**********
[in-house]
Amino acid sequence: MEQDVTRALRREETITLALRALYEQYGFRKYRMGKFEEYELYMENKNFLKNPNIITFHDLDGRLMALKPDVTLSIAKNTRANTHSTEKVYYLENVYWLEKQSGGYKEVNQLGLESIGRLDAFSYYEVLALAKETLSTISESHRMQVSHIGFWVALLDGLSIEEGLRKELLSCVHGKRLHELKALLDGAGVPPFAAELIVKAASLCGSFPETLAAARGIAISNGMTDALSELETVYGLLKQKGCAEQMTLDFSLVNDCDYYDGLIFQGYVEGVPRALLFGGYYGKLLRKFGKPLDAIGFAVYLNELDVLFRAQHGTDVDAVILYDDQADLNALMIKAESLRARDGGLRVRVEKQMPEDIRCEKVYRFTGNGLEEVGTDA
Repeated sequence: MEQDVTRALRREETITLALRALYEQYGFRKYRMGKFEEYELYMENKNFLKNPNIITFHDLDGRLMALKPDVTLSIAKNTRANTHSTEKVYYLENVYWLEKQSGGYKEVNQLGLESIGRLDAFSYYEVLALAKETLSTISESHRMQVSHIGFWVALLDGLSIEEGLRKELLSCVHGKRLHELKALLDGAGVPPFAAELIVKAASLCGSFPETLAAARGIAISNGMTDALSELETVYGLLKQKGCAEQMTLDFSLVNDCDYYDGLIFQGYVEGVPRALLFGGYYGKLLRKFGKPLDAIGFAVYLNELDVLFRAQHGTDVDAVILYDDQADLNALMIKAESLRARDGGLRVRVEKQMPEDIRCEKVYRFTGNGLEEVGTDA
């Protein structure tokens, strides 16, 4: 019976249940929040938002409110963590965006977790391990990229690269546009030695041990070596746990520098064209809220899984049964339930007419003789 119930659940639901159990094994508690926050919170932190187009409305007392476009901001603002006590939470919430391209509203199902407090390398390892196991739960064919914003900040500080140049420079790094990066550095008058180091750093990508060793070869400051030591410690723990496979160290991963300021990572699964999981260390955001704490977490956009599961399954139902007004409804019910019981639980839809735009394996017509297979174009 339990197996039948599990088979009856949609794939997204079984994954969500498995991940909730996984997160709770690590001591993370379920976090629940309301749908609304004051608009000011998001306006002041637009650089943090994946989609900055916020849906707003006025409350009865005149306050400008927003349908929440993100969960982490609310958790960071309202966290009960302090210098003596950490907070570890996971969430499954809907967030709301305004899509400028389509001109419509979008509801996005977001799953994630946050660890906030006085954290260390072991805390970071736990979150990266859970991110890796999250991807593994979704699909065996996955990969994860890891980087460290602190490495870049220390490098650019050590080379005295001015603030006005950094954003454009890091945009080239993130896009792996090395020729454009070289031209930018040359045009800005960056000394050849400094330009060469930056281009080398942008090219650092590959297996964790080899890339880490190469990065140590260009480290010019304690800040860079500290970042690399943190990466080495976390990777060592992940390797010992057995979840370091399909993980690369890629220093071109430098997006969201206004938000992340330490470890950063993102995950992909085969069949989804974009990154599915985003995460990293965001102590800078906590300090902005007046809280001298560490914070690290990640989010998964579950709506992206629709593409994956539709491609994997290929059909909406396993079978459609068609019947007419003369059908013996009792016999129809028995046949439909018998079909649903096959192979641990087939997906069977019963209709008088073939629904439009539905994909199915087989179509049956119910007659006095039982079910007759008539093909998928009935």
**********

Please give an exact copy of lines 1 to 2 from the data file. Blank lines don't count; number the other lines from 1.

[in-house]
Amino acid sequence: MEQDVTRALRREETITLALRALYEQYGFRKYRMGKFEEYELYMENKNFLKNPNIITFHDLDGRLMALKPDVTLSIAKNTRANTHSTEKVYYLENVYWLEKQSGGYKEVNQLGLESIGRLDAFSYYEVLALAKETLSTISESHRMQVSHIGFWVALLDGLSIEEGLRKELLSCVHGKRLHELKALLDGAGVPPFAAELIVKAASLCGSFPETLAAARGIAISNGMTDALSELETVYGLLKQKGCAEQMTLDFSLVNDCDYYDGLIFQGYVEGVPRALLFGGYYGKLLRKFGKPLDAIGFAVYLNELDVLFRAQHGTDVDAVILYDDQADLNALMIKAESLRARDGGLRVRVEKQMPEDIRCEKVYRFTGNGLEEVGTDA